As part of a multi-year plan to increase enrollment on PLNU’s campus, students will be offered monetary or scheduling incentives to take classes at Liberty Station Conference Center (LSCC) this spring.
In a campus-wide email, Kerry Fulcher, PLNU’s provost and chief academic officer, said students who enroll in general education or elective classes at LSCC will receive benefits depending on their class level. Freshman and sophomores will receive priority class registration for fall of 2014, while juniors and seniors will receive a $100 Visa gift card for every class they take at LSCC this spring.
Fulcher said LSCC serves as a significant part of an elaborate balancing act between the city-ordained campus enrollment cap and the university’s goal of increasing campus enrollment. As enrollment at LSCC increases, so do opportunities to offer more enrollment on campus.
“Managing our on-campus enrollments according to our conditional use permit creates challenges,” Fulcher said via email to the Point Weekly. “The part that the LSCC plays in that strategic priority is that it provides educational space that can allow us to serve about 200 more PLNU students.”
According to Fulcher, a large freshman class and high student retention rate encouraged the administration to increase enrollment at LSCC in order to counterbalance the corresponding decrease in available on-campus enrollment space.
“The flexibility of having LSCC allows us to more effectively manage our enrollments to insure that we operate within the conditions of our agreement with the city,” Fulcher said.
Fulcher’s claims align with previous statements made by President Bob Brower, who said in a September email interview with the Point Weekly that offering classes at LSCC was part of the expansion “process of making the undergraduate program less confined to only the main campus,” while simultaneously creating more on-campus enrollment opportunities.
Fulcher said LSCC enrollment in general education and elective classes this fall was 47 students, and that the administration has set a goal of 87 similarly-enrolled students in the spring. The long-term goal is to enroll 200 students at LSCC, Fulcher said.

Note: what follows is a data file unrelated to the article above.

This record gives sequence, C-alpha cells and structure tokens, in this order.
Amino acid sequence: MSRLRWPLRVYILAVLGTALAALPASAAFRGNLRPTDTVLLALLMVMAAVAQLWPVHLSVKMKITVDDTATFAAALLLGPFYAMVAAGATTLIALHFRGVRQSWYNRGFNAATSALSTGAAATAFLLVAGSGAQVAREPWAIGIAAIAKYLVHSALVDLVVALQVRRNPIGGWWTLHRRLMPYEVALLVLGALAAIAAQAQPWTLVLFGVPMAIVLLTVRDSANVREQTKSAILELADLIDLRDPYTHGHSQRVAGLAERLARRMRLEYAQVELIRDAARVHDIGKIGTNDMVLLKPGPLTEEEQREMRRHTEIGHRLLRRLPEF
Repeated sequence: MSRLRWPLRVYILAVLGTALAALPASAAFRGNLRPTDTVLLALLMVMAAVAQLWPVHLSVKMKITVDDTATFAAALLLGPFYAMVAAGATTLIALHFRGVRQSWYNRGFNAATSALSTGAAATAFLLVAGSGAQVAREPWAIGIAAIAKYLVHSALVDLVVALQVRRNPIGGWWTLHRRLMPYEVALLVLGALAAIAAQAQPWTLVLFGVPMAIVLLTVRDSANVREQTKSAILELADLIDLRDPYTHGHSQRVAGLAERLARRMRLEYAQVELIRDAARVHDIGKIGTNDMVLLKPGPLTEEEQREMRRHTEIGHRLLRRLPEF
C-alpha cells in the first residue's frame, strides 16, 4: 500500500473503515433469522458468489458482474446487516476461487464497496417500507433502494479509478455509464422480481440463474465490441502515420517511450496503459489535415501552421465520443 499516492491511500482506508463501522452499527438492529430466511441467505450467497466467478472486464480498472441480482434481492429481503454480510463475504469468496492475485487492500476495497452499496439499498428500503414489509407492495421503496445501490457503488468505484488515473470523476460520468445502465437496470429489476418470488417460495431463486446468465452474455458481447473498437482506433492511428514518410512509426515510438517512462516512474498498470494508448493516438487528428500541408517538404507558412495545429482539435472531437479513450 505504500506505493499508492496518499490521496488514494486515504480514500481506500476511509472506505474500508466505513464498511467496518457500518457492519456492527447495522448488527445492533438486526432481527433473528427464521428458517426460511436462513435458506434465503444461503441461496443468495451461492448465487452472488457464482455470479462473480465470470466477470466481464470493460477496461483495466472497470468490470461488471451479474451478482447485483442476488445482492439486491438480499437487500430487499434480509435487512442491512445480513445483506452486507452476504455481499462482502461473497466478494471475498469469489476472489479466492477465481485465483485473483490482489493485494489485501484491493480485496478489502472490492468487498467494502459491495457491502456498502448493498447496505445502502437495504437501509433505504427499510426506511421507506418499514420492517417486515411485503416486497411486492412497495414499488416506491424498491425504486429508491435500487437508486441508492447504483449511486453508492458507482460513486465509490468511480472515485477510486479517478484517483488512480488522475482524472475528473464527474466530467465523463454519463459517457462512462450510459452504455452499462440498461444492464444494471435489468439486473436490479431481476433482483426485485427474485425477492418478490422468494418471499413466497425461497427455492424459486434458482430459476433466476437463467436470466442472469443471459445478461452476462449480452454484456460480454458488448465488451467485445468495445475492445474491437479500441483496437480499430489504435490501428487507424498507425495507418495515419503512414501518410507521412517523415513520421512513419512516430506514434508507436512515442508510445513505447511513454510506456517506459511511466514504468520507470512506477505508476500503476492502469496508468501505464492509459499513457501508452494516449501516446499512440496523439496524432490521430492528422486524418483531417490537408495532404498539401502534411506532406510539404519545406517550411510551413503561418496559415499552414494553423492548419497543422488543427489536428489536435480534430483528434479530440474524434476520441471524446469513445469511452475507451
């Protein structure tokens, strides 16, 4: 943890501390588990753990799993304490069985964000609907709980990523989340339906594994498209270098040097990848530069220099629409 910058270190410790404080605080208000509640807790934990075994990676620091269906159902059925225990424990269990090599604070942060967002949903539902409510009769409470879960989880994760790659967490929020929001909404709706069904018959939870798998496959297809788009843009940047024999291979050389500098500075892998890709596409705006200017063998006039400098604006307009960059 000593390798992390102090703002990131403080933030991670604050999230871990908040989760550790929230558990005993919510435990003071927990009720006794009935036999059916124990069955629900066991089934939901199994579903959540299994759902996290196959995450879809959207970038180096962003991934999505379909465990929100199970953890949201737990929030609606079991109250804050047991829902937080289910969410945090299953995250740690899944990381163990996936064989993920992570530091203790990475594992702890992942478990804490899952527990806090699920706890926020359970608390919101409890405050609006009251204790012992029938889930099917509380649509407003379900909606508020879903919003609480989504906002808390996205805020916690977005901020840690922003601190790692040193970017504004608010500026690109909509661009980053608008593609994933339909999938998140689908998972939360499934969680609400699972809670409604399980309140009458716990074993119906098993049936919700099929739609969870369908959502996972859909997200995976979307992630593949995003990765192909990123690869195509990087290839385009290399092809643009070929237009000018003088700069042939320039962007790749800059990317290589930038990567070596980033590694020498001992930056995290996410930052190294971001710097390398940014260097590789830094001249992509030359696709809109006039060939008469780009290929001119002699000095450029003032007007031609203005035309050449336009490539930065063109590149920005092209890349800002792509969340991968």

In order to reach this goal, Fulcher said potential incentives were determined by the results of several student polls, which indicated that monetary compensation was the most common request. The funding for this incentive comes from PLNU’s general operating budget, which is influenced by overall enrollment.
Robert Contreras, a junior political science major, said that though the offer was ill-timed and insufficient for him to change his spring schedule, he could be influenced by it in the future.
“Personally I think this incentive program was a good idea,” Contreras said. “I didn’t change my classes because the time frame and teachers I chose were very intentional. However, in the coming semesters I can only dream of the number of Cali burritos, pumpkin spice lattes, slurpees, dates and In-N-Out trips this incentive might supply.”
Freshman Juan Iñiguez, who will take a New Testament class at LSCC this spring, echoed Brower’s sentiments about the significance of combating the educational confinement to PLNU’s main campus.
“[PLNU] is a bubble,” Iñiguez said. “I’m glad to be studying [at LSCC] because it gets you outside and in a different ambiance. It just refreshes your mind.”